Veggie Garden - when to start

Discussion in 'Gardening & Plant Propagation' started by perennial, Nov 1, 2004.

  1. perennial

    perennial Well-Known Member

    Aug 23, 2004
    I have an existing garden which provided for us this year, but next year i want to triple it. Is it best to dig up the sod now in the fall or fresh after everything thaws in the spring.

    Thanks for any advice,

  2. MaineFarmMom

    MaineFarmMom Columnist, Feature Writer

    Dec 29, 2002
    I prefer to get new areas started in the fall. There's so much to do in the spring that one less big job is helpful. If you bring up the sod now you'll have an advantage over grubs that might be trying to over winter under it.

    Gardens shouldn't be left uncovered over the winter. If you can cover it with leaves or even tarps you'll preserve nutrients and avoid erosion.

  3. 3girls

    3girls Well-Known Member

    Aug 18, 2004
    SE PA, zone 6b
    Can you get your hands on large amounts of organic material? If you would put down 6-8 layers of newspaper or one of cardboard, then 6-8" manure, then 12+" of leaf mulch now, you will avoid ever having to dig up the space. Mysterious things will happen over the winter. In the spring, just plant right down into the mulch without any turning, etc. Earthworms will come-even to the hardest clay- and will turn the soil much more efficiently than you. After spring heats up, begin putting on more mulch to hold the water in and keep the weeds under control.

    I use 4' beds with 2' paths in between. By scooping the path dirt into the planting beds, you make slightly raised beds. These will grow as you add much from year to year. You can play around with crop rotation to prevent disease and promote fertility. There is plently of info on that available. Drip hoses work well with this system, altho this year, we hardly need to water at all. If you get some #9 wire, and build hoops the width of your beds, you can puton clear plastic to warm up the soil, followed by agricultural cloth, you can not only push the season, but also protect against many irritating bugs (cabbage moths and flea beetles come to mind)

    Happy gardening. Looks like there will be plenty of food next year!

  4. doc623

    doc623 Well-Known Member

    Jun 7, 2004
    It depends a lot on your climate and soil.
    It is generally a good idea to clean off the remains of the crops/weeds/grass before winter sets in--you remove potential overwintering insects and disease and debris that may not decompose over a cold/wet winter and will remain to hamper seeding in the Spring.
    However--if it's too late to establish a cover crop leaving growing weeds/remains might be better than leaving the same ground bare.
    Tilling and planting a cover crop is probably the most soil enhancing. It will get rid of the residues and enrich the soil. The cover crop will protect from erosion during the winter and also enrich the soil. The main negative is how soon you will be able to get in the field in the Spring. You'll have to wait until its warm and dry enough to till under, wait 2-4 wks to decompose before you can plant.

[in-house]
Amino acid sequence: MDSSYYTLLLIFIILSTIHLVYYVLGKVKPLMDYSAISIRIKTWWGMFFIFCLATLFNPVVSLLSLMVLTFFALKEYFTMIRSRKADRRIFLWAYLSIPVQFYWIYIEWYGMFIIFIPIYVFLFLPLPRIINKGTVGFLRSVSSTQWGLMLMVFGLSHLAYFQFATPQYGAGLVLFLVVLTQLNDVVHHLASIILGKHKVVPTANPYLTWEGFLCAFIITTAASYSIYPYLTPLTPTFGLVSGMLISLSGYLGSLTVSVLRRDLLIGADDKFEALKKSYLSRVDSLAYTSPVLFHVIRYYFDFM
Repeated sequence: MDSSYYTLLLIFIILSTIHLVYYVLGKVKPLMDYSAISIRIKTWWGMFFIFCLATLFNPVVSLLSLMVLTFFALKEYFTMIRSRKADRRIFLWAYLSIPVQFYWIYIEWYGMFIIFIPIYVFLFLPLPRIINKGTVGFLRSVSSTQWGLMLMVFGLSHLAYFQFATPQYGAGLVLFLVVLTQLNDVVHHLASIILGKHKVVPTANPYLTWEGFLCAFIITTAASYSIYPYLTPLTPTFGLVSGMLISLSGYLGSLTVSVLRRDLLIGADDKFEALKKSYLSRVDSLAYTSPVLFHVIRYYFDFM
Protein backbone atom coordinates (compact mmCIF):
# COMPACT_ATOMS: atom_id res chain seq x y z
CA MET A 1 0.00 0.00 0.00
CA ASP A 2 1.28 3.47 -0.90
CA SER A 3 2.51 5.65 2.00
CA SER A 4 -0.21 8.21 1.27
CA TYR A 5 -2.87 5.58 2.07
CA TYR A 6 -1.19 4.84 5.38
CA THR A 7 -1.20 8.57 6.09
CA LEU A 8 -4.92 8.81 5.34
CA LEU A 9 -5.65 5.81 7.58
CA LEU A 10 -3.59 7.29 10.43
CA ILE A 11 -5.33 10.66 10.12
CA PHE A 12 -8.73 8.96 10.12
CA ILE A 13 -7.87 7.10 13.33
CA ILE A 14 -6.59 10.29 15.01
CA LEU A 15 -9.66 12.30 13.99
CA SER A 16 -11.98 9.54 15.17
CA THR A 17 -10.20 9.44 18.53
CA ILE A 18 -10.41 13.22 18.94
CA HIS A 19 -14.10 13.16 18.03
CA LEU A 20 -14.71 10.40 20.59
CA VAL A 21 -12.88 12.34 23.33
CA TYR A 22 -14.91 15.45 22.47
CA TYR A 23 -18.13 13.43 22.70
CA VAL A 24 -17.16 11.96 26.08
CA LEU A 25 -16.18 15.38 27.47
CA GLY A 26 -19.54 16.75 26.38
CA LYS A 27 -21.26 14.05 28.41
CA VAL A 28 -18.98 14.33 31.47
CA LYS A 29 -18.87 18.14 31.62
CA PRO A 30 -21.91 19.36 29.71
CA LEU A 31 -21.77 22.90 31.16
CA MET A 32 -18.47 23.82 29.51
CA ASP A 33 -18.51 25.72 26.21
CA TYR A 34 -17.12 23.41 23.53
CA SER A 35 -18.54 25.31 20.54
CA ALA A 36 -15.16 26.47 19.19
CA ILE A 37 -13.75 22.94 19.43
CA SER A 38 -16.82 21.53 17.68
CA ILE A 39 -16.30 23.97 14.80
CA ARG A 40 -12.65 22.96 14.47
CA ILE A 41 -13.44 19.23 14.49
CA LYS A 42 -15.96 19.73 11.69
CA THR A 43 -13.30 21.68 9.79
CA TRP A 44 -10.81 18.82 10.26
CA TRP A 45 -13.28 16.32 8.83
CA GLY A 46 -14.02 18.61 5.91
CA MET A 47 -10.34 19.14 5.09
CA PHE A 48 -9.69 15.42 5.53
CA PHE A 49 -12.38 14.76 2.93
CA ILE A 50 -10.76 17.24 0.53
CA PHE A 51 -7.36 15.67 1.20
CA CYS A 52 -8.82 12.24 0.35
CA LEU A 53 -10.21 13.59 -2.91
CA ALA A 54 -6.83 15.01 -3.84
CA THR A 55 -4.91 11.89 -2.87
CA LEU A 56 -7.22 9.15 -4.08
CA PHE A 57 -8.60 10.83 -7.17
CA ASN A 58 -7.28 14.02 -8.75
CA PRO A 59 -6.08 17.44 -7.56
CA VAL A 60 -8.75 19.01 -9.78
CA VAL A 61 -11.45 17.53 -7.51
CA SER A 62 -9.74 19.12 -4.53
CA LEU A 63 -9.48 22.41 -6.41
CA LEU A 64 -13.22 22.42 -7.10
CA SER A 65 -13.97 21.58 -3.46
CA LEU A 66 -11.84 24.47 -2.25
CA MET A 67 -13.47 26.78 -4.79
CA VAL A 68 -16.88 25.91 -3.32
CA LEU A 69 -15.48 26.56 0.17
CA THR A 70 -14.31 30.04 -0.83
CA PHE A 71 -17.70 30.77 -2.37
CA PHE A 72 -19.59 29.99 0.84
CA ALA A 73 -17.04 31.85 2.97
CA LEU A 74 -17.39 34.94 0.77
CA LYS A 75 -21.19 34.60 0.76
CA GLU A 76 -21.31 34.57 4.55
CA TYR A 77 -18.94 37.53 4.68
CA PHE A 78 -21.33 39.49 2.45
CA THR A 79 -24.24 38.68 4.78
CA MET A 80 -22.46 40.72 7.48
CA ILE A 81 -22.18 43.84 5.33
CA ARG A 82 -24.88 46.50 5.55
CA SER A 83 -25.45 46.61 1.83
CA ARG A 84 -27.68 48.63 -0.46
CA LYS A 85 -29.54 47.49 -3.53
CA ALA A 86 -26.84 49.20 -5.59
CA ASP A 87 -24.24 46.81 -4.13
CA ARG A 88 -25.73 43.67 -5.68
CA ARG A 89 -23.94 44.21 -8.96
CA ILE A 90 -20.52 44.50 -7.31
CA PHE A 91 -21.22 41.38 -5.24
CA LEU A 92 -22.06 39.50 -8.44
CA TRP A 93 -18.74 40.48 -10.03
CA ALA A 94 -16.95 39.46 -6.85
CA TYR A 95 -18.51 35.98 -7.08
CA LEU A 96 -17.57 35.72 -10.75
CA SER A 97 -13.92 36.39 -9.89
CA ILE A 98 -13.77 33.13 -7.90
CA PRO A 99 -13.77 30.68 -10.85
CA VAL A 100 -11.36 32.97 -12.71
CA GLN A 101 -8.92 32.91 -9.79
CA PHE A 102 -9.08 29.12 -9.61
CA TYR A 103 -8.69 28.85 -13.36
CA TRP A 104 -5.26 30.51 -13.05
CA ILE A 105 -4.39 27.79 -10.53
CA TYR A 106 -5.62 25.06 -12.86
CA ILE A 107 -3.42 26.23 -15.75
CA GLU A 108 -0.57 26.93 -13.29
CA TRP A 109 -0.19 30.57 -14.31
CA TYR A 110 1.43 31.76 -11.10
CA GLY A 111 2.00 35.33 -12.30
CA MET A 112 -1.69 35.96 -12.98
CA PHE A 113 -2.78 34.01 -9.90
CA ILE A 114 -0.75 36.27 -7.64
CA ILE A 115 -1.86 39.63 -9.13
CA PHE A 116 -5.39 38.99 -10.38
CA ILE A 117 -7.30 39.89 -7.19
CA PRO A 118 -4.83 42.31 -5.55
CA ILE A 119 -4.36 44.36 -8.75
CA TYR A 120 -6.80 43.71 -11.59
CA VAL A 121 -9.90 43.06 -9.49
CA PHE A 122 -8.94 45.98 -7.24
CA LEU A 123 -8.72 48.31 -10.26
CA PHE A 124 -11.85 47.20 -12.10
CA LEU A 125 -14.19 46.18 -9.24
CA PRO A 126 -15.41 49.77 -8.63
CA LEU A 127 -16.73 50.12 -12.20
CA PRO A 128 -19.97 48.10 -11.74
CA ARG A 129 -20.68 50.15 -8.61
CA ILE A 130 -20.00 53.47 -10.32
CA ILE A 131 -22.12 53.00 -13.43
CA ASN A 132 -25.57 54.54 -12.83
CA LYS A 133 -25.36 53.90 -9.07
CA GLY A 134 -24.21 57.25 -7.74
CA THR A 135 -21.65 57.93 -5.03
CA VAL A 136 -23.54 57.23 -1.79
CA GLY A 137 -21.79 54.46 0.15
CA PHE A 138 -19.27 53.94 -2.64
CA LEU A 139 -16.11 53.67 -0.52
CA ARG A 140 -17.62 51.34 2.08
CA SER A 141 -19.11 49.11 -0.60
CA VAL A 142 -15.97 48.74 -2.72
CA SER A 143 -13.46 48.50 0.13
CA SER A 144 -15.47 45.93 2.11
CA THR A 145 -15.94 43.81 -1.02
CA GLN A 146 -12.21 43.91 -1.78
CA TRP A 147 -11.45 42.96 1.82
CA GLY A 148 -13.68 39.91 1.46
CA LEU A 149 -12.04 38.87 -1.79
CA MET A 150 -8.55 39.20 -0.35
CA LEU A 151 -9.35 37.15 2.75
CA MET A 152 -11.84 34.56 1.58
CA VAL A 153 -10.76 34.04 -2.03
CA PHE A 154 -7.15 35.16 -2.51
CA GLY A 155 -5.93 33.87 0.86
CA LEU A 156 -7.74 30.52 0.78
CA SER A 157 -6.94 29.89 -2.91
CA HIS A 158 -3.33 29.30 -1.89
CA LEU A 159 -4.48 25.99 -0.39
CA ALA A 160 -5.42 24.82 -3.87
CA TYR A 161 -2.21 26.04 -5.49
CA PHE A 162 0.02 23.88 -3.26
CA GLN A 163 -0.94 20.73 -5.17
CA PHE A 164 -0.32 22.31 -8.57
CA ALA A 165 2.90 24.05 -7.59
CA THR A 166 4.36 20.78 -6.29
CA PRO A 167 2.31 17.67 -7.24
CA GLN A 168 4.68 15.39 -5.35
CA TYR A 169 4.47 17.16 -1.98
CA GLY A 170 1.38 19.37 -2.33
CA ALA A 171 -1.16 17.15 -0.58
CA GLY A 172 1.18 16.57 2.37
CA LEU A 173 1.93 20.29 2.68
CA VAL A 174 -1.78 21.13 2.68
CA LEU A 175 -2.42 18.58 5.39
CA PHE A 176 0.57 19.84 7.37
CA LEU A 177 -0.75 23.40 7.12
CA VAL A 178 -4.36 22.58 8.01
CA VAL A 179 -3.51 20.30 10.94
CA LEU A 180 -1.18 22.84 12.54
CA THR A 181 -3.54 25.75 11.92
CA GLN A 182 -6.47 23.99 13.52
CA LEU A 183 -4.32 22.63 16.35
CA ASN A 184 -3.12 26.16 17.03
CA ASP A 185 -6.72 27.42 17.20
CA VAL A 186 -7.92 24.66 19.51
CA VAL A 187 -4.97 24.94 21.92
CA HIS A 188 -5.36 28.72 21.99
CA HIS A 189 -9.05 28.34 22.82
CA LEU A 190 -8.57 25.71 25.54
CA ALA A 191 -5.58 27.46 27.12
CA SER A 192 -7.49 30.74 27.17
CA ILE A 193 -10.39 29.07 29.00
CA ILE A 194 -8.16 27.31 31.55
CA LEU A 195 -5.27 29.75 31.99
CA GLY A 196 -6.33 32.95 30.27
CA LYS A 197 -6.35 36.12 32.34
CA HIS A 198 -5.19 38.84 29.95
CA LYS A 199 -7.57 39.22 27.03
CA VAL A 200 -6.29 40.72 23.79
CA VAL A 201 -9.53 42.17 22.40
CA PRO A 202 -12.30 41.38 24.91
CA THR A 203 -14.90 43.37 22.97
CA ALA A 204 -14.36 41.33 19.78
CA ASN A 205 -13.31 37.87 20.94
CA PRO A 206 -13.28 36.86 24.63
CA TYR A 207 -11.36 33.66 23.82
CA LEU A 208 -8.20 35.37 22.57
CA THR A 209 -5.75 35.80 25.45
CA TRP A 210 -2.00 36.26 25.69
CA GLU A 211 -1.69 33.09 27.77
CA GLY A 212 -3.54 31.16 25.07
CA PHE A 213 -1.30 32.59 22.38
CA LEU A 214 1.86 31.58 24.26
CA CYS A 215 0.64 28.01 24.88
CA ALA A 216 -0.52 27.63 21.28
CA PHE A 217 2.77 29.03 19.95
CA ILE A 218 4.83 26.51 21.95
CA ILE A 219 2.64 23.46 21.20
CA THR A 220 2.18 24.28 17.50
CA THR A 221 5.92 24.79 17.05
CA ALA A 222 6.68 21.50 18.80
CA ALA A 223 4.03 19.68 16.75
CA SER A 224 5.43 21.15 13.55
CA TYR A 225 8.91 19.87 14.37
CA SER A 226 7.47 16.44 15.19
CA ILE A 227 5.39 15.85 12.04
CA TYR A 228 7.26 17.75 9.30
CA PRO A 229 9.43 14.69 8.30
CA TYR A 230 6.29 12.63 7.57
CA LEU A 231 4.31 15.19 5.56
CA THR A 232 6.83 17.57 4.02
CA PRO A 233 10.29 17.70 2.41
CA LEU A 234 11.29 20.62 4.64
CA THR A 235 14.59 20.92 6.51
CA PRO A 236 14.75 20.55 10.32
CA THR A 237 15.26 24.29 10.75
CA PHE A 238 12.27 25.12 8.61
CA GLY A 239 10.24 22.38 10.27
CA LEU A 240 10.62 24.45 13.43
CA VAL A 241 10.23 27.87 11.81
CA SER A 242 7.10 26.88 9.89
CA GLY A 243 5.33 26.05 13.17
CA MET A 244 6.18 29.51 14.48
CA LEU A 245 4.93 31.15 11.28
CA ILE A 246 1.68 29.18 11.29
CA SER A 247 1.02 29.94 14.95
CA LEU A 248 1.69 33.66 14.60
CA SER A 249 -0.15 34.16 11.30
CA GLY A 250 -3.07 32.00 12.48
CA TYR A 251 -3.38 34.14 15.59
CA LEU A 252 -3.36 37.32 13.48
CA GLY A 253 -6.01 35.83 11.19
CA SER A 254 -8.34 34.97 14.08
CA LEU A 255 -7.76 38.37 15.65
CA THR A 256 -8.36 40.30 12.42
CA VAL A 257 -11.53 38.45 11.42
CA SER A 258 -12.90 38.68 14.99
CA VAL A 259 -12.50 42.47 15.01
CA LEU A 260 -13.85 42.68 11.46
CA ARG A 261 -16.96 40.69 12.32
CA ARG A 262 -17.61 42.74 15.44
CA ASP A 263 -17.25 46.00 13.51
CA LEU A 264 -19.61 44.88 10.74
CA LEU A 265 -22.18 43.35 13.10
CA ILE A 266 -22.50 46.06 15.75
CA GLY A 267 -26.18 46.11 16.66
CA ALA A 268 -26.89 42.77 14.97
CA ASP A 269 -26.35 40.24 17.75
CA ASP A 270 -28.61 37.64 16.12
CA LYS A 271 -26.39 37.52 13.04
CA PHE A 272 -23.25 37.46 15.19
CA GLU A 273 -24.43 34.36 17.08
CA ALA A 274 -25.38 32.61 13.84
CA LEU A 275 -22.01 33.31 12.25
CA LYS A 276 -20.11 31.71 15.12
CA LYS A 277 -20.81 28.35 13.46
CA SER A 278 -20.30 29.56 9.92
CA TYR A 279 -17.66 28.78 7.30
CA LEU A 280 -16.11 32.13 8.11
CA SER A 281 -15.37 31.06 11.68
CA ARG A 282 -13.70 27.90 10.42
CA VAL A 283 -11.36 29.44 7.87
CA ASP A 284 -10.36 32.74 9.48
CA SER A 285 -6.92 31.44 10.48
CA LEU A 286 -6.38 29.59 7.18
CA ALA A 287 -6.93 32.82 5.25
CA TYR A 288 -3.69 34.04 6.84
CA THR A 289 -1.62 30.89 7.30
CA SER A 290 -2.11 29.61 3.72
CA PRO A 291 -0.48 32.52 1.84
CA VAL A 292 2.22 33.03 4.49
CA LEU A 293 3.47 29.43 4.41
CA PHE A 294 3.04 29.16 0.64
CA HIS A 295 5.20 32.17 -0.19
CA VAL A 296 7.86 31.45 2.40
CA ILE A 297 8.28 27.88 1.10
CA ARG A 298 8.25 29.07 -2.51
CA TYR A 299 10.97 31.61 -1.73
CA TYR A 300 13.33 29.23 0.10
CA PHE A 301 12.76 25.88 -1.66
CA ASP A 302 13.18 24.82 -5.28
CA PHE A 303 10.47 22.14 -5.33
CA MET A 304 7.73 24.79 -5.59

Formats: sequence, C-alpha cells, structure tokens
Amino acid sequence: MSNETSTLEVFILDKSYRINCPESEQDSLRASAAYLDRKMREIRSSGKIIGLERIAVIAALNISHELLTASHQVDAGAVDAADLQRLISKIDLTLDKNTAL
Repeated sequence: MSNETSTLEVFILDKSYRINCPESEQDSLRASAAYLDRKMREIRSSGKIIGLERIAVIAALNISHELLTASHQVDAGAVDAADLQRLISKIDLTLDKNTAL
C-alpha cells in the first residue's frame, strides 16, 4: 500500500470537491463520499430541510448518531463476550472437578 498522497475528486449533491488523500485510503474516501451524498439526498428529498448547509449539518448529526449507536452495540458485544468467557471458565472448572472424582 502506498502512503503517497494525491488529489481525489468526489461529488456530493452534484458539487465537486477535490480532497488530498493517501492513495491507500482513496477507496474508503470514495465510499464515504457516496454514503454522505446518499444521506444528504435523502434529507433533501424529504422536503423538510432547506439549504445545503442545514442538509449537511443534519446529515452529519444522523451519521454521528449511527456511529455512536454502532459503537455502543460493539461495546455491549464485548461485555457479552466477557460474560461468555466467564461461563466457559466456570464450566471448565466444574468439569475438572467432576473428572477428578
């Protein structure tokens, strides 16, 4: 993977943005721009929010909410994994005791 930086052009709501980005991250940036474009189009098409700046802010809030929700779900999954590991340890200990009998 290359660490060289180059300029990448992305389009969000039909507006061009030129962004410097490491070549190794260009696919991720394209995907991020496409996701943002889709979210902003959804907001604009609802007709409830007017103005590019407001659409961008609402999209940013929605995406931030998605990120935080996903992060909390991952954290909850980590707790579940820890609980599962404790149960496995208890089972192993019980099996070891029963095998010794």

Where I live the soil is a heavy clay. Traditional farmers plow under the summer residues and either leave the soil plowed over Winter--the freeze/thaw cycles break up the heavy clay into smaller particles and the deep furrows collect the rain to charge the aquifer. They then till and plant in spring once it dries enough to enter. (The gardeners with smaller plots do this with a spade. They go over the whole garden with a spade and coarsely invert a shovels worth burying everything and leaving the ground lumpy and open.) Or they till and plant in the fall (winter wheat especially) which they don't harvest until the next June. I grow vegetables so I do a bit of both. I have planted cover crops in the early fall on ground that I know I won't be able to till under until April/May because of wet soils.
    Other soils I prepare in the fall--clean/spread compost or leaves spade it under or coarsly till. These will get direct seeded crops as soon as I can get in. This only works in the area I have that drains well.
  5. gobug

    gobug Well-Known Member Supporter

    Dec 9, 2003
    Clean up the summer stuff and plant some seeds for greens now. Cover what you plant with a row cover, makeshift coldframe, or a good layer of mulch. When march rolls around, you will get an early bonus.
  6. P&B

    P&B Member

    Nov 3, 2004
    I'm originally from So. California and just relocated with my husband to CT and was wondering when to plant certain vegetables. I've never lived in a seasonal climate before and am quite accustom to having a wide variety of fruits and veggies all year round both in the store and in the garden. We will not be moving into a house until Dec. sometime, so what are my options are far as gardening since the ground will be frozen by then and I do not have a green huose available at the moment.

  7. Mid Tn Mama

    Mid Tn Mama Well-Known Member Supporter

    May 11, 2002
  8. Montana Mom

    Montana Mom Well-Known Member

    May 4, 2004
    Montana! :o)
    I'm going to second 3girls suggestion of top-layering. I tried it this year in zone 3-4 and had marvelous results. I had a few blades of grass want to poke through and maybe 1 or 2 flying weeds...thats it!

    If you do want to tear up the ground, I would do it now so that winter weather can help aerate (sp?) and blend the soil with the compost, etc., and again in the spring if it gets hardpacked.

    Good luck.
  9. southerngurl

    southerngurl le person Supporter

    May 11, 2003
    I third. You don't necessarily even have to do layers, just mow and apply THICK mulch.